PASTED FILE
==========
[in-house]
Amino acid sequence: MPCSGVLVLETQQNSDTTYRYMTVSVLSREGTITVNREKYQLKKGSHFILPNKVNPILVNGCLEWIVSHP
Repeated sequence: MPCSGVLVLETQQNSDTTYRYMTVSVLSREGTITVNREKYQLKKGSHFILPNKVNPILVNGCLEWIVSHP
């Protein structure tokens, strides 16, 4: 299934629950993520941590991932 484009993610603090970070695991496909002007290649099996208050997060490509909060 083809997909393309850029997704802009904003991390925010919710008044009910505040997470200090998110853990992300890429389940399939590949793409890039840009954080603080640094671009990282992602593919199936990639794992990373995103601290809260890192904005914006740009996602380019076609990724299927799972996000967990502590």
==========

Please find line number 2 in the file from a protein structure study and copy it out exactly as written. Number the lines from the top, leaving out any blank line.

Amino acid sequence: MPCSGVLVLETQQNSDTTYRYMTVSVLSREGTITVNREKYQLKKGSHFILPNKVNPILVNGCLEWIVSHP